Rather, it remains a deceptively modest broad-brush statement about the exploitation of Cold War paranoia by a decisively anti-Semitic political machine that was hell bent on dividing American society at any cost.


*They were Herbert Biberman, Lester Cole, Albert Maltz, Adrian Scott, Samuel Ornitz, Dalton Trumbo, Edward Dmytryk, Ring Lardner Jr, John Howard Lawson and Alvah Bessie. Some of these folks eventually did testify.

**This phrase was used by Encyclopaedia Britannica in its 1971 entry on McCarthy (Volume 14, pp 498).


Victor S Navasky: Naming Names, The Viking Press (New York), 1980, pp XII, 109 and 333

Roger Ebert: review for The Front, Chicago-Sun Times, October 22, 1976

Ellen Schrecker: Many Are the Crimes – McCarthyism in America, Little, Brown and Company (Canada), 1998, pp 155

Audio commentary by actress Andrea Marcovicci, and film historians Julie Kirgo and Nick Redman
Director of Photography Michael Chapman on The Front
Image gallery: on-set and promotional photography
Original theatrical trailer
New and improved English subtitles for the deaf and hard-of-hearing
Limited edition exclusive booklet with a new essay by professor Gabriel Miller, author of The Films of Martin Ritt: Fanfare for the Common Man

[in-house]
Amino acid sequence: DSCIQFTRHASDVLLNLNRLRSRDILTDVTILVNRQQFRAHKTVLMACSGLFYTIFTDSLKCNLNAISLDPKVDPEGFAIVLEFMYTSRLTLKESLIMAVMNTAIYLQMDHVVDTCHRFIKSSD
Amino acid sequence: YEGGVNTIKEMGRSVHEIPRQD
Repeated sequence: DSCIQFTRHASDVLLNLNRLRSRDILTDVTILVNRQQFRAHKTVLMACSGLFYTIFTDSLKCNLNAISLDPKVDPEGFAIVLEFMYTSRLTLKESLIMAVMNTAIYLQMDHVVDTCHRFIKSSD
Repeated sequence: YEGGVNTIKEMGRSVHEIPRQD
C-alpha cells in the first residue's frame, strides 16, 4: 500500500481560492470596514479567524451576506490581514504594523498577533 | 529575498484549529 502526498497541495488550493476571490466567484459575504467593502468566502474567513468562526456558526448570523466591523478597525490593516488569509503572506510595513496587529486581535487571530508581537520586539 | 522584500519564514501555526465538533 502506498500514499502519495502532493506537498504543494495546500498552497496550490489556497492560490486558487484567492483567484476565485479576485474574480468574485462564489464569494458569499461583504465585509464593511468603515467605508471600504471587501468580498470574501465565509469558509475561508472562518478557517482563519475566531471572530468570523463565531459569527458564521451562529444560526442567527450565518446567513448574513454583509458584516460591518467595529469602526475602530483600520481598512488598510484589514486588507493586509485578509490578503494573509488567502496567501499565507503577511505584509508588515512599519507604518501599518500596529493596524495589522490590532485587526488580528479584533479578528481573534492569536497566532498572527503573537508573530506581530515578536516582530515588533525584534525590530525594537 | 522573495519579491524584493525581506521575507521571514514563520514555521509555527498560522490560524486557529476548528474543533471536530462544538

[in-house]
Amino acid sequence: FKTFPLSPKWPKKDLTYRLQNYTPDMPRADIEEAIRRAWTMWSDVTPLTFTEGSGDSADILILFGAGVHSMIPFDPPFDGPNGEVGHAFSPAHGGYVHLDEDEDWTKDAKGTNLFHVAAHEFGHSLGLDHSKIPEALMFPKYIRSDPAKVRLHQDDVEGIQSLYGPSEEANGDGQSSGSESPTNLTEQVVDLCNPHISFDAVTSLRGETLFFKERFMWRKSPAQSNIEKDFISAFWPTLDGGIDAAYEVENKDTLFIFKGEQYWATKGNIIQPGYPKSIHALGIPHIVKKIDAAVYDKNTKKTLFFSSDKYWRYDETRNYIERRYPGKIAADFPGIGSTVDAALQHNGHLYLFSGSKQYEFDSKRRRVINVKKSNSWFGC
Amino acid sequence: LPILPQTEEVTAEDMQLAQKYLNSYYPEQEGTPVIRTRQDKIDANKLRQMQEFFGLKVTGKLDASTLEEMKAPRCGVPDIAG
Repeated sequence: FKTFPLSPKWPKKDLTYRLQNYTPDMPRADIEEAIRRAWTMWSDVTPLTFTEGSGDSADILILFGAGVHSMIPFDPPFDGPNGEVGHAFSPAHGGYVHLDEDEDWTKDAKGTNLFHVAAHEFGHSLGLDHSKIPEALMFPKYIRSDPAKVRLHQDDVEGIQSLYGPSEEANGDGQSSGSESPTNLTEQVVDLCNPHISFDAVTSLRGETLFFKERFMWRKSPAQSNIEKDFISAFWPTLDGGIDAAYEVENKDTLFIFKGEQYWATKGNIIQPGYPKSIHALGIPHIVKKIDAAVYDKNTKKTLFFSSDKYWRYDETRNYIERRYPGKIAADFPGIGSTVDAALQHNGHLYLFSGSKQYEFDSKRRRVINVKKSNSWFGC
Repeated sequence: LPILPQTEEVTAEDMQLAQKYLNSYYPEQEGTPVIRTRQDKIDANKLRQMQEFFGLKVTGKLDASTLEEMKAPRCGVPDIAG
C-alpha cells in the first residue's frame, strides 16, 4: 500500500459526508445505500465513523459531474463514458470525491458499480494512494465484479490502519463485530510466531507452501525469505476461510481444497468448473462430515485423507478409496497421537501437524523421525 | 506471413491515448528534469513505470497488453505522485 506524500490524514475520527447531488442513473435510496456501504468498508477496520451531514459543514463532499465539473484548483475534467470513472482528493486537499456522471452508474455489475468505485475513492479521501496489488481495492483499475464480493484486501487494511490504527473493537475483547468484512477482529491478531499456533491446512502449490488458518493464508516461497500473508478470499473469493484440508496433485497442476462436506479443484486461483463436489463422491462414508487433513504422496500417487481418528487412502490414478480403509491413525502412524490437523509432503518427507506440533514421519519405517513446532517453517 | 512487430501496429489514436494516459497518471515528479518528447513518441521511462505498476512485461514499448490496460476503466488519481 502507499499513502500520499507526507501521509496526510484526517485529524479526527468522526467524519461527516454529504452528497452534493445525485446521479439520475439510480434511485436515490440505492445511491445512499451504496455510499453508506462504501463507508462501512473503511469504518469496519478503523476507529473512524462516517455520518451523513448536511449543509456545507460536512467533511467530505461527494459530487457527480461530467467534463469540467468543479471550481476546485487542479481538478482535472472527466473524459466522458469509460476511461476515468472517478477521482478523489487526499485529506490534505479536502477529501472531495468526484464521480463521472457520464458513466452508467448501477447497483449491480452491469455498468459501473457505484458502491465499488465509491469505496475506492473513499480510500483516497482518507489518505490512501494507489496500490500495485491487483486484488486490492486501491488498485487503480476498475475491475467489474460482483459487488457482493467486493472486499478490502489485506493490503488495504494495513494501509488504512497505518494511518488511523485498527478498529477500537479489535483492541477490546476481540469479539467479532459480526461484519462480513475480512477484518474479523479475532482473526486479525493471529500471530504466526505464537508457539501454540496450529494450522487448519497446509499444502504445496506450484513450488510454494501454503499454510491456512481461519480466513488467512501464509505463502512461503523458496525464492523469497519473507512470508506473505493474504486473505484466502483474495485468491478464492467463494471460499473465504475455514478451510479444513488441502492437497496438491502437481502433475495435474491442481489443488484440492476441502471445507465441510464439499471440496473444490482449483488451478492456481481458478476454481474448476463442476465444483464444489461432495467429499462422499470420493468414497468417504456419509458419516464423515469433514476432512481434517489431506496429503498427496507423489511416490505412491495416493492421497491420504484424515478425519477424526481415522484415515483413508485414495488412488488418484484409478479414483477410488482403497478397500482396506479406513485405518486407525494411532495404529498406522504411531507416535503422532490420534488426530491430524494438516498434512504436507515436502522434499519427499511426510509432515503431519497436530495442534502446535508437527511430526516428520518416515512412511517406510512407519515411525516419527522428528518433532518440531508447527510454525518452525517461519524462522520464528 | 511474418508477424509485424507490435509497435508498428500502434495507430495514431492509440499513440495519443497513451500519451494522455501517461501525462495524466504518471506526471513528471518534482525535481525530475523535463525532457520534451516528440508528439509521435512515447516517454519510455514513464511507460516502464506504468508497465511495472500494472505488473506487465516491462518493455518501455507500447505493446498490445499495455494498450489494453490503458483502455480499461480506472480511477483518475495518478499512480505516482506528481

Limited Dual Format Edition of 3,000 copies
UK Blu-ray premiere

Words by Mark Fraser

Top 10 Films reviewed The Front on Blu-ray courtesy of Powerhouse. The Front was released on dual format Blu-ray/DVD March 27, 2017.

Discover more writing on film by Mark Fraser
“Man With A Movie Camera” Transcends Propaganda | “The Deer Hunter” Remains An Adult Fairy Tale | “The Train” Still One Hell Of A Ride | “Barry McKenzie Holds His Own” Maintains Its Irreverent Grip | Umberto Lenzi’s “Eaten Alive” Is A Hard Act To Swallow | William Friedkin’s “Sorcerer” Is A Curiously Mistreated Masterpiece | “To Catch A Thief” Shows Hitchcock Dabbling In Blandness

About the Author
Mark is a film journalist, screenwriter and former production assistant from Western Australia.